Curve Sketching
A List of Interesting features of a Graph
Below is a list of features of a graph that may assist in curve sketching:

xintercepts

yintercepts

Domain and Range

Continuity

Vertical Asymptotes

Differentiability

Intervals of Increase and Decrease

Relative Extrema

Concavity

Inflection Points

Horizontal Asymptotes
Most graphs contain only some of these eleven features, so to
sketch a graph we find as many interesting features as possible and use these
features to sketch the graph.
Examples
Example 1:
Graph
y = x^{3}  3x^{2} 9x

We find the x intercepts by
factoring out the x and putting into the
quadratic formula.
(1.8,0),
(0,0), (4.9,0)

Note that the y intercept is also (0,0).

The domain is R since this is a polynomial.

The function is continuous since it is a polynomial.

There are no vertical asymptotes since we have a polynomial.

The function is differentiable everywhere.

We find
f '(x) = 3x^{2}
 6x  9 = 3(x  3)(x + 1).
We see that f is increasing on (
,1)
and on (3, ).
f is decreasing on (1,3)

By the first derivative test, f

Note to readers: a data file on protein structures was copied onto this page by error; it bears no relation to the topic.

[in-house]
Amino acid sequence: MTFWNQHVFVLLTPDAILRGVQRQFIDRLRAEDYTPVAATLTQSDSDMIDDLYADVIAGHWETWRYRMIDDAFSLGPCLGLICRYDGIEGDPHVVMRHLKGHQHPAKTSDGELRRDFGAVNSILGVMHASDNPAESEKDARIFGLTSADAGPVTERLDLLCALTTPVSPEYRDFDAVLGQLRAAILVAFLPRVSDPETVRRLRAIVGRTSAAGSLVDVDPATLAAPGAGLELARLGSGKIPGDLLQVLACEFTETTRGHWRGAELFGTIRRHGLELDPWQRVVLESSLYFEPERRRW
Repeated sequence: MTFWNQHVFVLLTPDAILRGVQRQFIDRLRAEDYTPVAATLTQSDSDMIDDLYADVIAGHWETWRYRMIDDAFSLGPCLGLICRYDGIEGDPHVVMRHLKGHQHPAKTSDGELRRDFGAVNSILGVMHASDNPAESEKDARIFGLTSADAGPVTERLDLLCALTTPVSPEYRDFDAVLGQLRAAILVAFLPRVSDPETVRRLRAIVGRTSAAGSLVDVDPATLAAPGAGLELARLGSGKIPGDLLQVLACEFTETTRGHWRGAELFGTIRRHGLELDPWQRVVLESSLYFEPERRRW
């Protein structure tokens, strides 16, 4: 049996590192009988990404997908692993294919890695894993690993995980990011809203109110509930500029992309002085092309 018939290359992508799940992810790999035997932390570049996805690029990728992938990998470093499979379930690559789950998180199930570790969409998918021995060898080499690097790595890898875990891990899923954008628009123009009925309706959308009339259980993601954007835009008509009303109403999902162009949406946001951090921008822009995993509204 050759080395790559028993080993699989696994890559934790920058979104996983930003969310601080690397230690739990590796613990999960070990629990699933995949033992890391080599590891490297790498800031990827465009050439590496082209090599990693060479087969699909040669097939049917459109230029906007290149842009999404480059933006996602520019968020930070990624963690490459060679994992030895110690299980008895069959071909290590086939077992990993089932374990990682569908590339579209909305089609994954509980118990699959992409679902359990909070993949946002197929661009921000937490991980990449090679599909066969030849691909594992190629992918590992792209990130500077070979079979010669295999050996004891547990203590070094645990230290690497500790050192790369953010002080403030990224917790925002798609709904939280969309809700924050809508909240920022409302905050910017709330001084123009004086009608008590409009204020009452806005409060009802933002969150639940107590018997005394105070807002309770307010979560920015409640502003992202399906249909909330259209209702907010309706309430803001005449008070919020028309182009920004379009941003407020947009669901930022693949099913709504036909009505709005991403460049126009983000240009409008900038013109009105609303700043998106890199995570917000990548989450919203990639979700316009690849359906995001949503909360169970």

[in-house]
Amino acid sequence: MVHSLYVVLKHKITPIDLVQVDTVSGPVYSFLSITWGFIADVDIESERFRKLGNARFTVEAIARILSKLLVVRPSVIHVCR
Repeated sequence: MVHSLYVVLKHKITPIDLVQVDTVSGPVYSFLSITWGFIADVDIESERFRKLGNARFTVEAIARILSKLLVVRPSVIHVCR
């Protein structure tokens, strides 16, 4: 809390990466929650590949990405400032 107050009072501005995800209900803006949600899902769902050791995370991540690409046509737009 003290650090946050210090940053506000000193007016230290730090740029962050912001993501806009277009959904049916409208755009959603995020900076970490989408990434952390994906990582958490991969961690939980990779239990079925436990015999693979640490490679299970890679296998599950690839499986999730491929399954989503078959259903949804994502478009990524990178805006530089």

has a relative maximum at (1,5) and a relative
minimum at (3,27).

f ''(x) = 6x  6
so that f is concave down on
( ,1)
and concave up on (1, ).

f(x) has an inflection point at
(1,11).

f has no horizontal asymptotes.
The graph of f is shown below:
Example
Graph
x
y =
x^{2}  1
Solution:
xint at (0,0)
Same for yint
(x^{2}  1)(1) 
x(2x)
x^{2}  1
f '(x) =
=
(x^{2}  1)^{2}
(x^{2}  1)^{2}
Since the numerator is never zero, so there are no local extrema and
f(x) is
increasing when x > 1 or x < 1.
Now take the second derivative
The second derivative is 0 when x = 0
and is positive when x is between  1 and
0 or x
is greater than 1. This is where f(x)
is concave up. It is concave down
elsewhere except at 0 and 1.
f(x) has a vertical asymptote at x = 1
and 1.
The horizontal asymptote is y = 0.
The graph is shown below.
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